see + do
Sugarloaf (Pão de Açucar), Rio de Janeiro
Concierge.com's insider take:
If you only have the time (or the inclination) for one scenic overview of the city, do Corcovado's Cristo instead. But on sunny, clear days, the cable car ride up to 700-foot Morro da Urca and then on to the taller, 1,300-foot PŃo de Ašucar is a classic Rio experience. The truly energetic can scale a route up the near-vertical rock face, exploiting barely visible crevices to rise through wild flowers, bromeliads, and circling vultures before emerging triumphantly among camera-toting tourists on the Sugarloaf's upper platform. Even novice climbers can make it to the top: Guiding outfit Companhia da Escalada provides all the gear—and encouragement—you'll need.
One of Rio's few neighborhoods with detached residences, the rest of Urca is also worth exploring. Surrounded by military housing and officers' clubs, it's one of the city's safest areas. To the right of the cable car station (as you exit), caught between Sugarloaf and the jungle-covered Morro do Urubu, is the 300-yard-long Praia Vermelha beach, a pretty stretch of sand with scintillating views of Niterói's rolling hills on the far shore. At its northern end, a well-maintained path (it's patrolled by military police until 6 pm every day) zigzags through the dense vegetation that lines the rocky coast. It's great for a morning stroll, when black vultures whirl overhead, and butterflies and flycatchers flit through the undergrowth. You can even spot some rare brazilwood trees, recently planted by a local environmental outfit. At the beach's southern end, accessible through a military club, is Praia Vermelha Bar e Restaurante, where the decor is nothing special—plastic chairs, zinc tables, and a girder roof—and even the food is forgettable, a mix of stodgy meat, caldo de peixe, and fried chicken. But the barman mixes a mean caipirinha, and there's live music at nights, when the party shifts down onto the sand, directly beneath the improbable lump of the Sugarloaf (Praça General Tibúrcio, Urca; 55-21-2543-7284; 11 am–1 am, every day except Monday).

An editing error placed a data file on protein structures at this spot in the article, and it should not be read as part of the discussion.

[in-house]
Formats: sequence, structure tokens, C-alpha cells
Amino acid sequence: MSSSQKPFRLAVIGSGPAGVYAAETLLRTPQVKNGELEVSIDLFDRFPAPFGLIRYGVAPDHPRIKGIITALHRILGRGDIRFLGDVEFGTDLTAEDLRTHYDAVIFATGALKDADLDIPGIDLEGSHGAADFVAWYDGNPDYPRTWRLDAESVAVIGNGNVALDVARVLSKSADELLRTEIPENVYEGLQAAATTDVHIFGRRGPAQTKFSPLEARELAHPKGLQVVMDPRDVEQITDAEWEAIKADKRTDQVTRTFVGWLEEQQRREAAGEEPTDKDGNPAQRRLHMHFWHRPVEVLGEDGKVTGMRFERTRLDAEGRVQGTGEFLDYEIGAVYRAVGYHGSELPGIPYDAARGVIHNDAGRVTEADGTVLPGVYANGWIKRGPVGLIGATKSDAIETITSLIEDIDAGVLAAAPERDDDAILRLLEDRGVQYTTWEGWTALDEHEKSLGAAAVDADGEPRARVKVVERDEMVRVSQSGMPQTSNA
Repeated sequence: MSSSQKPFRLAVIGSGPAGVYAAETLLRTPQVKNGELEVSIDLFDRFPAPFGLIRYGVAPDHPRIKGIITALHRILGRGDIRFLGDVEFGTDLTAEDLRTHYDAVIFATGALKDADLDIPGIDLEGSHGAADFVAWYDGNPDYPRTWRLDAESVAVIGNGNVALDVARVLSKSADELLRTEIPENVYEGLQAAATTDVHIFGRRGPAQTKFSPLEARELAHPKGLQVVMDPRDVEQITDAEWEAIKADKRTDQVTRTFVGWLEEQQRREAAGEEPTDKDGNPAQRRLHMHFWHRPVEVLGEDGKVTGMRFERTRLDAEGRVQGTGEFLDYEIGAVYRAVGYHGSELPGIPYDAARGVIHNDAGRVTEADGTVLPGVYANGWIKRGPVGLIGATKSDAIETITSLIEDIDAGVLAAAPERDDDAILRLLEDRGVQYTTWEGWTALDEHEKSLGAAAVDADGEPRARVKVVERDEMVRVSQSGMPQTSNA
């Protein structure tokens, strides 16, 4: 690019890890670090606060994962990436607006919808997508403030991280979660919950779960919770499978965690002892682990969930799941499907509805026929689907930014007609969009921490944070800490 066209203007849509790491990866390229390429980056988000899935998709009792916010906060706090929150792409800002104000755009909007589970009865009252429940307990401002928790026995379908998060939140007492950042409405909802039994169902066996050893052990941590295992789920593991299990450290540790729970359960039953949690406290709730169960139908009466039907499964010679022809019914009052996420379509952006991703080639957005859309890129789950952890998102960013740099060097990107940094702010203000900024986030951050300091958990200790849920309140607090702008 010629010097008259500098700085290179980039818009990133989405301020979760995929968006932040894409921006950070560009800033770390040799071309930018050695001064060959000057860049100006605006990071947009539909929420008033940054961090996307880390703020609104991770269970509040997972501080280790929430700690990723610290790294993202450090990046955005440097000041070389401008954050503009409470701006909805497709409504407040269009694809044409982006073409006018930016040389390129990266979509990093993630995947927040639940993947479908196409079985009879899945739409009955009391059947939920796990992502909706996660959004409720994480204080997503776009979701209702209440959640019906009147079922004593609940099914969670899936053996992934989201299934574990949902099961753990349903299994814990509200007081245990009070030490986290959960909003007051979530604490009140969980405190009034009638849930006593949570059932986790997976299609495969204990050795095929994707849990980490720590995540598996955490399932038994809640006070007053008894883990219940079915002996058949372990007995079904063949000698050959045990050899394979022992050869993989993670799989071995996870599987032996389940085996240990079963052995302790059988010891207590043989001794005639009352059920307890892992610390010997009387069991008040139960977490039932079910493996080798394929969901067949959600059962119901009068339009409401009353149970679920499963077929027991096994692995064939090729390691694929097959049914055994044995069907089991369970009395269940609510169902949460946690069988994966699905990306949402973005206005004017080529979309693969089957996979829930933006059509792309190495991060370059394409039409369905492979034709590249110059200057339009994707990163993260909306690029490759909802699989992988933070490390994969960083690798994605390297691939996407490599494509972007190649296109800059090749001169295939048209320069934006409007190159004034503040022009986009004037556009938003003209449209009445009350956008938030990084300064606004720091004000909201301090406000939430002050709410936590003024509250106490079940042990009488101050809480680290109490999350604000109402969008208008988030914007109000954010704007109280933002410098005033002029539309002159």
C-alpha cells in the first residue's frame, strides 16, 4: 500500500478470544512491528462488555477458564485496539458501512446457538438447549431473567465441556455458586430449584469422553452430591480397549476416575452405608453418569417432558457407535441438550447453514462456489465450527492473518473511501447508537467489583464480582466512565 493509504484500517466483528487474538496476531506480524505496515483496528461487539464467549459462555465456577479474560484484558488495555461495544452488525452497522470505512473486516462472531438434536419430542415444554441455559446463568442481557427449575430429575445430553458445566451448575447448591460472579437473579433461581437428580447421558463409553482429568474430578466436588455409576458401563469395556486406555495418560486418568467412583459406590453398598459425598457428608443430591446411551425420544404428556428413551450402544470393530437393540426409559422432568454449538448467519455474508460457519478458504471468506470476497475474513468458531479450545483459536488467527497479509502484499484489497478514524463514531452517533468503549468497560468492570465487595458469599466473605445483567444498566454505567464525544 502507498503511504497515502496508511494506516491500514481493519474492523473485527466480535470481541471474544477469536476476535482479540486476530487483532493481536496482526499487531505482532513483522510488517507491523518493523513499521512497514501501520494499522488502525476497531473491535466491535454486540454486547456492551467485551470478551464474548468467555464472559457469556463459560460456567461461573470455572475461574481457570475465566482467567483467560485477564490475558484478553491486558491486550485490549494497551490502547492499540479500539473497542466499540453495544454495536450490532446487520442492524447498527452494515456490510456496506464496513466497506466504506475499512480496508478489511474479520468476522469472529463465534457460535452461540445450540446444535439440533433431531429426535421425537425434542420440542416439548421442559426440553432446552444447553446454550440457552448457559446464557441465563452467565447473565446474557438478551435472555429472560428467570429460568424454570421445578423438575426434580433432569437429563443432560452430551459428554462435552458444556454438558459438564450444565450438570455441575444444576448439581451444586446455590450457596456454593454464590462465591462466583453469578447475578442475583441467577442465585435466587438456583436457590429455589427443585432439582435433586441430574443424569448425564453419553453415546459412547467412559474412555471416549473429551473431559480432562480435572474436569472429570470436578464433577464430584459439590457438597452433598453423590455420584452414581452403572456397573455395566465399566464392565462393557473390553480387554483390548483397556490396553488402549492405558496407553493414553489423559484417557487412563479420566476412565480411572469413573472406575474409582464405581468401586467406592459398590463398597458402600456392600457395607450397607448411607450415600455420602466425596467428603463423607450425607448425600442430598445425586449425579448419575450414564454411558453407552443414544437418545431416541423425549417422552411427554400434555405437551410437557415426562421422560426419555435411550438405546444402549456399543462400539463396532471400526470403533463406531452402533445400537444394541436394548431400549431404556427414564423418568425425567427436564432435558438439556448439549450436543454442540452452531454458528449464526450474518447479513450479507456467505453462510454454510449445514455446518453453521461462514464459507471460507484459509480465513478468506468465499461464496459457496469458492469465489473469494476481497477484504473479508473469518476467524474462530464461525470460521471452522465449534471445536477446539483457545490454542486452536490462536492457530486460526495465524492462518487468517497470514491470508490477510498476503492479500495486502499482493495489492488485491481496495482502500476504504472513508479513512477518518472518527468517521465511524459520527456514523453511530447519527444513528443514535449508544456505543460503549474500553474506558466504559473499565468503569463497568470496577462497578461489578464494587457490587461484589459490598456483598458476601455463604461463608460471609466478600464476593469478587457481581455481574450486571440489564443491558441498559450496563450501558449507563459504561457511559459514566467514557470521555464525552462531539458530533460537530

The rest of picturesque Urca "village," straddling the Morro da Urca's base on the city-facing side, is a ten-minute walk away. Pretty cottages and palatial mansions border its winding lanes—one house, now marked with a plaque, once belonged to Carmen Miranda—which never stray far from the sparkling waters of Guanabara Bay. There's even a tiny beach where kayakers practice on weekends, and a decent restaurant, Bar Urca, known for its fine seafood. Try the chowder, served in a mug—it's been voted the best in the city by a local travel magazine (205 Rua Cândido Gaffrée, Urca; 55-21-2295-8744). You can eat formally upstairs, but most locals crowd along the sea wall, gaze at the lights of Niterói gleaming on the far shore, and order from circulating waiters who happily bring your food across the street.
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